State Bar of Texas defendants who are fighting a lawsuit that challenges mandatory bar dues being spent for alleged political and ideological purposes are arguing that the plaintiffs are using erroneous legal arguments and have sued the wrong people.
The defendants made a bevy of filings in the case, McDonald v. Longley, in which three attorneys have claimed that the bar is violating their First Amendment rights. They claim the bar forces them to join and pay mandatory dues, which it then spends on activities the plaintiffs disagree with, such as LGBT continuing legal education, legal aid for undocumented immigrants, diversity efforts, legal aid programs and legislative affairs efforts.
“We believe the State Bar is fulfilling all of its statutory and constitutional obligations. The plaintiffs’ efforts to change decades of law is without merit,” bar executive director Trey Apffel said in a statement.
Consovoy McCarthy Park partner Jeff Harris of Arlington, Virginia, who represents the plaintiffs, declined to comment.
The McDonald case is similar to legal challenges that lawyers have filed against mandatory bar associations in Oklahoma, Oregon and North Dakota. In all the cases, the plaintiffs rely on a 2018 U.S. Supreme Court ruling in Janus v. AFSCME, which ruled that public sector nonunion workers cannot be required to pay union dues as a condition of employment.
The defendants filed a motion to dismiss the lawsuit, arguing the court doesn’t have jurisdiction over the dispute because of sovereign immunity. They argued they have no power to address the alleged injury of the plaintiffs.
“Defendants neither imposed nor enforce the requirements that plaintiffs enroll and maintain membership in the state bar and pay the legal services fee,” the motion said.
Instead, the Texas Legislature passed the State Bar Act, which governs the bar’s operations, and also imposes the requirement for lawyers to join the bar and pay dues. Similarly, the defendants can’t control a $65 legal services fee that the plaintiffs complained about because the legislature set that fee and lawyers pay it to the Texas Supreme Court.
In a response to the plaintiffs’ motion for summary judgment, the Texas bar is arguing that Janus should not apply to mandatory bar associations.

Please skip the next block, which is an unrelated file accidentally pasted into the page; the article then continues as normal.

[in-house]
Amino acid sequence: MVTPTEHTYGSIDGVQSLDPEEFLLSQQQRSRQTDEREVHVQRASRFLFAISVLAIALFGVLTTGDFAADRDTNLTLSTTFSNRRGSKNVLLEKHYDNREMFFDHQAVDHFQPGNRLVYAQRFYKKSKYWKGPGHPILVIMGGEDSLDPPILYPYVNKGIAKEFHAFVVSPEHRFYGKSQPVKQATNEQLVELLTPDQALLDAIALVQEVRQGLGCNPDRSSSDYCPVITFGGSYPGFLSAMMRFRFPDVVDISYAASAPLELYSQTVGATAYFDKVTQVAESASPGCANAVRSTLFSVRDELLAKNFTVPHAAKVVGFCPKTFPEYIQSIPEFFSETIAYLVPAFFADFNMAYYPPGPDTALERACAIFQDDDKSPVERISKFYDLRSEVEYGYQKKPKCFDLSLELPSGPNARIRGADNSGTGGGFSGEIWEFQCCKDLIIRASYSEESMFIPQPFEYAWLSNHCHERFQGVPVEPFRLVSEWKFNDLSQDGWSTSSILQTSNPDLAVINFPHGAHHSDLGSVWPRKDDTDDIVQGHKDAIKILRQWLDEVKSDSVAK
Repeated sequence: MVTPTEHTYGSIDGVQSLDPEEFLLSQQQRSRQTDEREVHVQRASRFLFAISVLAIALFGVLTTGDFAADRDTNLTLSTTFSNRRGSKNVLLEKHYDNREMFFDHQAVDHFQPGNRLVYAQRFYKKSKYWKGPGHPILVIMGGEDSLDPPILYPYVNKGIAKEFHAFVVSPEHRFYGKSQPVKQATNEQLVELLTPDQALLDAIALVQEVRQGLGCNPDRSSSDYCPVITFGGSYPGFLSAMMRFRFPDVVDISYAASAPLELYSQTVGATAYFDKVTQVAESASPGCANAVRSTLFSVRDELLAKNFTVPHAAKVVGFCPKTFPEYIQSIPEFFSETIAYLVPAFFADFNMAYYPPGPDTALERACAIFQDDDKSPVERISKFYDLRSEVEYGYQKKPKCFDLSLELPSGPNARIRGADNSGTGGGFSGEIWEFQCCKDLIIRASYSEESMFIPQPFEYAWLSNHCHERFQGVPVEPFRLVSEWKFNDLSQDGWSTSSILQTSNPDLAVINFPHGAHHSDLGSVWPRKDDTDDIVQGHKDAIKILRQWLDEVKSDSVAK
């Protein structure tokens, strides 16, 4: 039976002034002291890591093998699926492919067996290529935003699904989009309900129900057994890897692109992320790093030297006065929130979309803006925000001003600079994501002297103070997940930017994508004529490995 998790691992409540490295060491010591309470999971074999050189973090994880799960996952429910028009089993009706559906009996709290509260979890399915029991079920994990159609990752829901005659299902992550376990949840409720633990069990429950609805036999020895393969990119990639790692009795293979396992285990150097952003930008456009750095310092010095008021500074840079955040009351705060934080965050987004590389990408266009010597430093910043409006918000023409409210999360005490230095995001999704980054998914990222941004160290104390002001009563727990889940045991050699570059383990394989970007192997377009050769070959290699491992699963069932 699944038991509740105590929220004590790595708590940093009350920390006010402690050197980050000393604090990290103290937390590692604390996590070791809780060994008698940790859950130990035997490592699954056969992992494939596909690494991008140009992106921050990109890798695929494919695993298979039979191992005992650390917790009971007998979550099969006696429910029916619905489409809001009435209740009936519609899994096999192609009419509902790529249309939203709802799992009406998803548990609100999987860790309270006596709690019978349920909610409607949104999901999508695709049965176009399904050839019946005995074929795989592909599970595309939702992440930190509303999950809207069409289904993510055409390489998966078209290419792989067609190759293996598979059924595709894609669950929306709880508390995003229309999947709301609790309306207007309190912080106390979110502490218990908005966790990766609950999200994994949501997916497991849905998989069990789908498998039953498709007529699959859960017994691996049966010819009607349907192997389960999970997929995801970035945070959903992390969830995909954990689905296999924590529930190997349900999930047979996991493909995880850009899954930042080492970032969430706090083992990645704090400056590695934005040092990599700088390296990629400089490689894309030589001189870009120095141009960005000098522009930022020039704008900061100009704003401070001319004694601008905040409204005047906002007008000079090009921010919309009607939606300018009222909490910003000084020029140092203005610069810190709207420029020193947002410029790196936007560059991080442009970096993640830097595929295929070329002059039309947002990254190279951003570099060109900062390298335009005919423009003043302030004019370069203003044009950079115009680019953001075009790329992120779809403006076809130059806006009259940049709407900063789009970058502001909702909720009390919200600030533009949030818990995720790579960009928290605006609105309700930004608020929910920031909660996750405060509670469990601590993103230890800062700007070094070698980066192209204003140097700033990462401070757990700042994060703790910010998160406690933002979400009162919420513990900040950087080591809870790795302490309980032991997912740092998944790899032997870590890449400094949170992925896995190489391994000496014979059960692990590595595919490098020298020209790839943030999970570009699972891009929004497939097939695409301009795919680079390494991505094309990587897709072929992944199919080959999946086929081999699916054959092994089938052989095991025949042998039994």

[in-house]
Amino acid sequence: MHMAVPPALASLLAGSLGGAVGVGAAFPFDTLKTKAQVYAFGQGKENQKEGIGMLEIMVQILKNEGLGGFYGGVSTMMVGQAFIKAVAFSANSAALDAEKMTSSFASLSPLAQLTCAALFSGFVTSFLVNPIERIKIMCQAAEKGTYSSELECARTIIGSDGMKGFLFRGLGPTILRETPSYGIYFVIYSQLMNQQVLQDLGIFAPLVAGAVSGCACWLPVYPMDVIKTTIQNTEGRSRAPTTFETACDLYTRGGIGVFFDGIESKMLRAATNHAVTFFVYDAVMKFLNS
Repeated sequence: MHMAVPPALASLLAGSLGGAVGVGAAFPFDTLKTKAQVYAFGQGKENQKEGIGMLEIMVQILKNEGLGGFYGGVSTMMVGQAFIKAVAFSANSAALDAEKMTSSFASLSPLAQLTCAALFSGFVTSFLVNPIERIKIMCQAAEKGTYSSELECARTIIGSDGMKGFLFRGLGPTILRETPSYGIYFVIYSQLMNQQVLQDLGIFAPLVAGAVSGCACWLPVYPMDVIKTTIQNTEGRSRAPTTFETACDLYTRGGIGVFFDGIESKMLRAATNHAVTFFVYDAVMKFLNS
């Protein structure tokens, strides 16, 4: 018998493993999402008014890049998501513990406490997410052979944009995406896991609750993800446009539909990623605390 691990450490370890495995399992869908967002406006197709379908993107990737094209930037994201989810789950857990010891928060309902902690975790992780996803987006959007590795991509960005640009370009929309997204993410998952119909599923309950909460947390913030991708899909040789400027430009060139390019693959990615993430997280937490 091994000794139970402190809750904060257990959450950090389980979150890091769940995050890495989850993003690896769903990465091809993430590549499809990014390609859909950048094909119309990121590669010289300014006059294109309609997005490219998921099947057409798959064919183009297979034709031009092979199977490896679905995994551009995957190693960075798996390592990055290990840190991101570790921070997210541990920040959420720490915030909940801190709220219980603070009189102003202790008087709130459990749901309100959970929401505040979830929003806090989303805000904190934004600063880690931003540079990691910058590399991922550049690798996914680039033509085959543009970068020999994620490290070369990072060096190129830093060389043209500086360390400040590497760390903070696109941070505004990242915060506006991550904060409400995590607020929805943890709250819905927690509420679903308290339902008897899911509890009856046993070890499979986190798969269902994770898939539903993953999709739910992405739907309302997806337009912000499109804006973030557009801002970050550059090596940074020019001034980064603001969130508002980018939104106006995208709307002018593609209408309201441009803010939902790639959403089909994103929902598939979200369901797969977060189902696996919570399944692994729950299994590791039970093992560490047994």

According to the response, Lathrop v. Donohue in 1961 said the mandatory bar doesn’t violate lawyers’ right to freedom of association. Then Keller v. State Bar of California in 1990 held that mandatory dues don’t violate free speech rights if fees pay for regulating the profession or improving the quality of legal services.
The plaintiffs argue that Janus overruled Keller and Lathrop, said the response. However, a judge in Oregon rejected that argument in Gruber v. Oregon State Bar, a case that’s challenging the mandatory bar in Oregon. In fact, a justice dissented from the Janus ruling and emphasized that the majority wasn’t questioning the Keller ruling, said the response.
“Janus’s reassessment of whether the state’s interests in maintaining labor peace and avoiding nonmember free riding on unions’ collective-bargaining efforts justify compelled payments from nonmembers does not undermine the Supreme Court’s endorsement of the very different state interests in professional regulation and legal-service quality served by integrated bars,” the response said. “Plaintiffs’ scattershot, undeveloped challenges to particular bar programs are meritless.”
The response also said the bar has safeguards within its policy manual that ensure all its activities meet its core functions, including the specific programs the plaintiffs have challenged. The defendants are asking the court to deny the plaintiffs’ summary judgment motion.
They raised many of the same legal arguments in a cross-motion for summary judgment.
“Plaintiffs’ claims fail as a matter of law, such that there is no need for the court to resolve any material factual disputes,” the cross-motion said.
The defendants filed opposition to the plaintiffs’ motion for a preliminary injunction, arguing the plaintiffs don’t meet requirements to receive the extraordinary remedy of a preliminary injunction. They argue plaintiffs can’t show they’re likely to succeed on the merits of their claims. Their motion in opposition argues that if the court did issue a preliminary injunction, it would interfere with the bar’s collection of dues and jeopardize the bar’s operations to regulate the profession and improve legal services.
Read the defendants’ cross-motion for summary judgment: